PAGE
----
Tuesday, 15 April 2014
Song Thrushes and Mistle Thrushes seem common in woodland and garden this spring, perhaps they benefited from the near frost-free winter? Our garden Song Thrush sings from the top of our Norway Spruce most mornings and evenings belting out its manic song and it's in competition with two other neighbouring Song Thrushes.
Tonight, the sky is clear and there's a super bright full moon. Temperatures have dropped fast. I have a home-baked theory that Nightingales don't like to sing when its cold, and so despite arriving back in Orlestone forest in good numbers over the weekend there's not a song to be heard tonight. Our Redpolls look to have finally moved on, but in the woods there are still plently of little flocks of both Redpoll and Siskin around. Looking south west this afternoon through binoculars we were able to watch Venus against a vibrant blue sky. The real targets of our sights were Buzzards, and at the moment it's easy to find 2 pairs of Buzzards displaying in the air, south east and south west of the village.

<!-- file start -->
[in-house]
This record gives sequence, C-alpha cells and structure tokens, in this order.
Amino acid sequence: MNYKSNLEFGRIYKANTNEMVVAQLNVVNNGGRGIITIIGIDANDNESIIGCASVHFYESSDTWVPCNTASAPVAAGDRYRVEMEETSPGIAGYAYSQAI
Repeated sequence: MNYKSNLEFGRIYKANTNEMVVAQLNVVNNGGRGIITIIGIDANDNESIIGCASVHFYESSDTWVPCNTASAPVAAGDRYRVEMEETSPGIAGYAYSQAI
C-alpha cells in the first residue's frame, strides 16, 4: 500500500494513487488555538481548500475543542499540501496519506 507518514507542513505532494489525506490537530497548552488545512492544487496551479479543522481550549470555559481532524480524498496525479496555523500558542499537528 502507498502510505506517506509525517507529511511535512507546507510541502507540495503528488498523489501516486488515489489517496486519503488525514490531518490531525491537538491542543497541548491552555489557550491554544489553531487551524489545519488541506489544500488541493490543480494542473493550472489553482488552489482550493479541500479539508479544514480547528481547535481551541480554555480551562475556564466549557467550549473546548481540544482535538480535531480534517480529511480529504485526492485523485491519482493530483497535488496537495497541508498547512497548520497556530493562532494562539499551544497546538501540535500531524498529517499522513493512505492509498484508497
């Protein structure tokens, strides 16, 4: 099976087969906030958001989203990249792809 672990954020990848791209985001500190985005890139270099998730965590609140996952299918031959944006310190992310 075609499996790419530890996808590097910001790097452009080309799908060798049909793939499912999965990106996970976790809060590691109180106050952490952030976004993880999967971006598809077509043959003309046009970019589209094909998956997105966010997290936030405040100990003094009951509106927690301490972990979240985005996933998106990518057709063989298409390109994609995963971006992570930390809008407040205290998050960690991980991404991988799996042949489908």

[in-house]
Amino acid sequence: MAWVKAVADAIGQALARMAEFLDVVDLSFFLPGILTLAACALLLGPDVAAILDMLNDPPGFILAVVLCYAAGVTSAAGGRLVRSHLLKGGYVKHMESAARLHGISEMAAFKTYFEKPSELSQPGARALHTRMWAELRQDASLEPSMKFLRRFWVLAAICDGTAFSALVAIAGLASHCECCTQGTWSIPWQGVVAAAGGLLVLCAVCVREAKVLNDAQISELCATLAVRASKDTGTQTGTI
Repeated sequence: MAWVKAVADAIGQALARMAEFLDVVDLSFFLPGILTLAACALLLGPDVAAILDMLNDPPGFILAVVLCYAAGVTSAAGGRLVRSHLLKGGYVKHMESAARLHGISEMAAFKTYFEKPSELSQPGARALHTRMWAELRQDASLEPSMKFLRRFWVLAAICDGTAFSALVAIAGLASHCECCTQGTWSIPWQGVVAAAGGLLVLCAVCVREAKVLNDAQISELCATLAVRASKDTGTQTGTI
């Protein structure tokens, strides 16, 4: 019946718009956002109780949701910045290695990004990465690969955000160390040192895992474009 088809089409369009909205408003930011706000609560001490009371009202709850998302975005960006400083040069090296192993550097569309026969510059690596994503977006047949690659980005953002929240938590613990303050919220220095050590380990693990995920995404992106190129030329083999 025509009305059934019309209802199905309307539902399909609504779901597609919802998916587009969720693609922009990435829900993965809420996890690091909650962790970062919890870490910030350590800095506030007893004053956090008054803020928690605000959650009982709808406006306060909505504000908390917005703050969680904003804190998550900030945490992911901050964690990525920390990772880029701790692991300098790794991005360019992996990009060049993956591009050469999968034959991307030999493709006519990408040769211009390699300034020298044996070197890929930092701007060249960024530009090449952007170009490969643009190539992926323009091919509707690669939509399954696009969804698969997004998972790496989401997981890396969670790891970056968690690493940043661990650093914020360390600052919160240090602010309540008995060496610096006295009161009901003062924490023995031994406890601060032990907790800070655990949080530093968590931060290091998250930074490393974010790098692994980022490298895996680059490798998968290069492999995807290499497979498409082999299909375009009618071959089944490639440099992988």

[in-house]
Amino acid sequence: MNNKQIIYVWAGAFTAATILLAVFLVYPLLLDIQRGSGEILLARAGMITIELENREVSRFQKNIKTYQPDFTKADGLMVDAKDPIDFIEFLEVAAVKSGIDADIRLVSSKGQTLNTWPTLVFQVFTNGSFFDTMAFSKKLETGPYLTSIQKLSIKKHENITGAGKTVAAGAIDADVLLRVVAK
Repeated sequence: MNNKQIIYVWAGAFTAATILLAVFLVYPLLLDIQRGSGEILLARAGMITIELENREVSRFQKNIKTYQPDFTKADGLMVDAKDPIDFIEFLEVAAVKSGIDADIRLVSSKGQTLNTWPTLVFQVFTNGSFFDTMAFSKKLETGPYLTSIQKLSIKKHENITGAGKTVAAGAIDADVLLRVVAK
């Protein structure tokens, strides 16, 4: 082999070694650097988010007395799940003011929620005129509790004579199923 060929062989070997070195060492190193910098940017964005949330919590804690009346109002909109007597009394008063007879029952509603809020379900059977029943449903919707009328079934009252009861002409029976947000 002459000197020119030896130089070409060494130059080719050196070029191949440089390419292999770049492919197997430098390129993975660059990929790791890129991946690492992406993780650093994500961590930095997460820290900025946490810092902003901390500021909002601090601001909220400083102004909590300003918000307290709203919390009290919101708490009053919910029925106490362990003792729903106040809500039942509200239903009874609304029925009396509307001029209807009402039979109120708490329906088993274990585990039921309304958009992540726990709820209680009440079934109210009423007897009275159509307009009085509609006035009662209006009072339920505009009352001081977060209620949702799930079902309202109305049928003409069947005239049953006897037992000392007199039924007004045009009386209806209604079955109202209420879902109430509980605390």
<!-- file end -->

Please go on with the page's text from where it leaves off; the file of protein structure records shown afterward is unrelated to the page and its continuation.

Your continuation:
The largest garden pond is crystal clear and shinning the torch through the water easily shows Palmate and Smooth newts in good numbers, and also our solitary female Great Crested newt.
During what was a beautiful sunny day, the first Large Red Damsel flies took their maiden flights from emergent rushes on the pond edge. Two Orange tipped Butterflies trooped up on down the garden occasionally stopping to feed on the Ladie's Smock.
Posted by Nick Green at 11:06 pm